FOXBORO, Mass. — The Patriots' defensive linemen are developing a certain swagger down by the goal line. With two big-time stops in their first two games, they're feeling pretty good about their level of want-to in that area.
Of course, when they stack the interior of the formation with 985 pounds of defensive tackles — Vince Wilfork, Albert Haynesworth and Kyle Love — they've clearly got the personnel to make those plays.
The Patriots made another stop on the shadow of the end zone during Sunday's 35-21 victory against the Chargers at Gillette Stadium, shunning bruising running back Mike Tolbert on fourth-and-goal from the 1 in the second quarter. It was the third consecutive time the Patriots stopped the Chargers from inside the 3-yard line.
"When you come down on the goal line and stop somebody, it's perfect for a D-line," Love said. "We fed off of that. A lot of coaches said feed off that goal line stop, and that's what we tried to continue to do, keep that mentality."
New England has a huge advantage off the snap because Wilfork, Haynesworth and Love have been able to manhandle the interior linemen on the other side of the ball. That sets the blocking assignments back, and it allows the next level of Patriots to make plays coming through the line.
Cornerback Devin McCourty made a goal-line tackle last week against the Dolphins, and linebacker Jerod Mayo made the fourth-down stop Sunday against the Chargers. Safety Patrick Chung was also active in the goal-line situation in the second quarter against San Diego, but the Patriots had their attention set on Mayo.
"Jerod made a hell of a play," Wilfork said. "That's why he is one of the top linebackers in the game, and he showed it [Sunday]. That play he made [Sunday] was a good, good tackle. Everybody was playing their assignment, and he was free to run to the ball. Anytime you can get a goal-line stand is big for the defense. You always talk about winning the red area, and there's no bigger win down there. It can't get any bigger than that."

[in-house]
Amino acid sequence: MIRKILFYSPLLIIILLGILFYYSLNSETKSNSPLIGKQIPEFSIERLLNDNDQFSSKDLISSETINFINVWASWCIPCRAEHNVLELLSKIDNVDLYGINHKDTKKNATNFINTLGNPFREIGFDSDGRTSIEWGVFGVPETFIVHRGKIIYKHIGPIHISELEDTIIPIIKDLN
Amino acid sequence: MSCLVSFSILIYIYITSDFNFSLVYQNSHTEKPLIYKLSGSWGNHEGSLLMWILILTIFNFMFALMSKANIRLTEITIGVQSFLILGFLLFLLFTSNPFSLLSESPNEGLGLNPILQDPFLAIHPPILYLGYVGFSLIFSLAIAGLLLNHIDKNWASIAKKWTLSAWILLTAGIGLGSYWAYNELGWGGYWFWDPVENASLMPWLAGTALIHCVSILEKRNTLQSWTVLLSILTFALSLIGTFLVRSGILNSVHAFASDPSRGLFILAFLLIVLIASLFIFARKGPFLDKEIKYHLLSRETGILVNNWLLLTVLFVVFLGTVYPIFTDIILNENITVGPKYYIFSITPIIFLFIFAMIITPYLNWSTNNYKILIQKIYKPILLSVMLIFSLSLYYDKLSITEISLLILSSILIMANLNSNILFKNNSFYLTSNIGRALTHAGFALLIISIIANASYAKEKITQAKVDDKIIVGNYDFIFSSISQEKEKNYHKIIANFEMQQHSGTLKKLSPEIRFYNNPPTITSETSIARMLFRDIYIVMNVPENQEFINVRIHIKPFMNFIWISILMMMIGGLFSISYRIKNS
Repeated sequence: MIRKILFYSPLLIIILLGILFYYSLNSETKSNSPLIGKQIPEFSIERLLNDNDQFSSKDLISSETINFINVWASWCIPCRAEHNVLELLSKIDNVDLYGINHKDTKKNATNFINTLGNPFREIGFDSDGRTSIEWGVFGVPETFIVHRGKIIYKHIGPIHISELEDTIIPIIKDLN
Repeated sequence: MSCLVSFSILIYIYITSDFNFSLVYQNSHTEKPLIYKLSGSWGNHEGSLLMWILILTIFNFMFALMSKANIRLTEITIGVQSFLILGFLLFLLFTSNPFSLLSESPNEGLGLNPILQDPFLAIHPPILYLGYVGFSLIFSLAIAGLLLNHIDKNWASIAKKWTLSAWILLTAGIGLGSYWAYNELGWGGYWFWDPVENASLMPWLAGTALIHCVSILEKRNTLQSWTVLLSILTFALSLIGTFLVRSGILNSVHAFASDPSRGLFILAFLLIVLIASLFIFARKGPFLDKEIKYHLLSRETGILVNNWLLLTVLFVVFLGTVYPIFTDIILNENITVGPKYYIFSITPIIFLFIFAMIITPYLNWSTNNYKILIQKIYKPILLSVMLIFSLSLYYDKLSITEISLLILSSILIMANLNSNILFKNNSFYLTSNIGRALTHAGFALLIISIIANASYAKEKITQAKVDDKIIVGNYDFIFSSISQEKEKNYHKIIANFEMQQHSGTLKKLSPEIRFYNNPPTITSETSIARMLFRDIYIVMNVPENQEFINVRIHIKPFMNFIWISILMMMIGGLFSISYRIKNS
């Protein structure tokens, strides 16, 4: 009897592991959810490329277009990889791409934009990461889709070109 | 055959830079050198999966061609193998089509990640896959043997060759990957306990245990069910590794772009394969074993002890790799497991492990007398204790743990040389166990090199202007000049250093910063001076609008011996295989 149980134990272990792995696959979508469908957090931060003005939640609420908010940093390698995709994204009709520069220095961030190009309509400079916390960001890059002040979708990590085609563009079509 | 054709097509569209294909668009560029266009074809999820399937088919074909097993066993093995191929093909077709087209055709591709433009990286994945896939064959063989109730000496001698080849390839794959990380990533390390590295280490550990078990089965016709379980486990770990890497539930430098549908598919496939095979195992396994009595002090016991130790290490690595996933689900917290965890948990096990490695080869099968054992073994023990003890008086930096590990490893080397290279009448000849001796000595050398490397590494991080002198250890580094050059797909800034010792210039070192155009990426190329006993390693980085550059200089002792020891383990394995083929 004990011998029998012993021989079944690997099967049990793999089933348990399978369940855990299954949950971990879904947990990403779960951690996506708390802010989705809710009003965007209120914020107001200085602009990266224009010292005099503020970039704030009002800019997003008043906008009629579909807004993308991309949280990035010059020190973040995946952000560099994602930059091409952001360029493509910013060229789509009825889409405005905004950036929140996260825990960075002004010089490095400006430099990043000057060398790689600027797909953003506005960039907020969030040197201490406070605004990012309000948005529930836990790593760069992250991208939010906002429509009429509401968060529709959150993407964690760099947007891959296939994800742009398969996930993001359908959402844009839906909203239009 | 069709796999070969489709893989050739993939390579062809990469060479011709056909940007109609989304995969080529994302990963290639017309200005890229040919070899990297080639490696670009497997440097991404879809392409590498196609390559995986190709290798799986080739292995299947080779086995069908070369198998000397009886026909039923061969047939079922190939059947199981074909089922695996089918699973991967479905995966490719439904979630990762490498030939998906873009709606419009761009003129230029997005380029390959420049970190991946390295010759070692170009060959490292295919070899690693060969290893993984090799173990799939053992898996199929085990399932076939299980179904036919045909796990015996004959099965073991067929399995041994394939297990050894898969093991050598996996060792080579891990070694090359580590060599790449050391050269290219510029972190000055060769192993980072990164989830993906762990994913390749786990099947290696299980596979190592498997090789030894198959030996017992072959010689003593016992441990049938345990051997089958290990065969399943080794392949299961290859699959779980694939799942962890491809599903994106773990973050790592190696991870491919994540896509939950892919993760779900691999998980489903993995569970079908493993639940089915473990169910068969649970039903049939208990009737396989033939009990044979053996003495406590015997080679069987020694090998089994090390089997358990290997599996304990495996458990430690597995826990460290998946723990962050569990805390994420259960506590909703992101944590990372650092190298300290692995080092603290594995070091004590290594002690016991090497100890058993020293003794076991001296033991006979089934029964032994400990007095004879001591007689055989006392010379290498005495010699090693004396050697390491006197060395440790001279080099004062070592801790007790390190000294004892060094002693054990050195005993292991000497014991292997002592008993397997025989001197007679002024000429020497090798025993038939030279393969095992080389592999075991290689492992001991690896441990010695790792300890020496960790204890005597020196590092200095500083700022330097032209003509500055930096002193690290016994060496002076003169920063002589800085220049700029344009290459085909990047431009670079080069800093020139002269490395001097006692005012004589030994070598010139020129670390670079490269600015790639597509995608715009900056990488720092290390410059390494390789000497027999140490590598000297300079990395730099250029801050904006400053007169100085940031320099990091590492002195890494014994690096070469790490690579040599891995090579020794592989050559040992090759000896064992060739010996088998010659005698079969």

Wilfork noted that the Patriots expected to have to make a big stop against the Chargers, whether it came on fourth down in the red area or on the shadow of their goal line, because the Chargers were using a new kicker.
It's the second stop they've made in as many weeks. When they disrupted the Dolphins on a first-and-goal in the third quarter, Miami was so deflated with its running game that it passed the ball on its last seven goal-to-go downs.
The Patriots are developing a reputation as a team that can outmuscle their opponents when they need the toughest yard on the field.
"We've said ever since training camp that the goal line has to be ours," Mayo said, "and that mental toughness really shows up down there."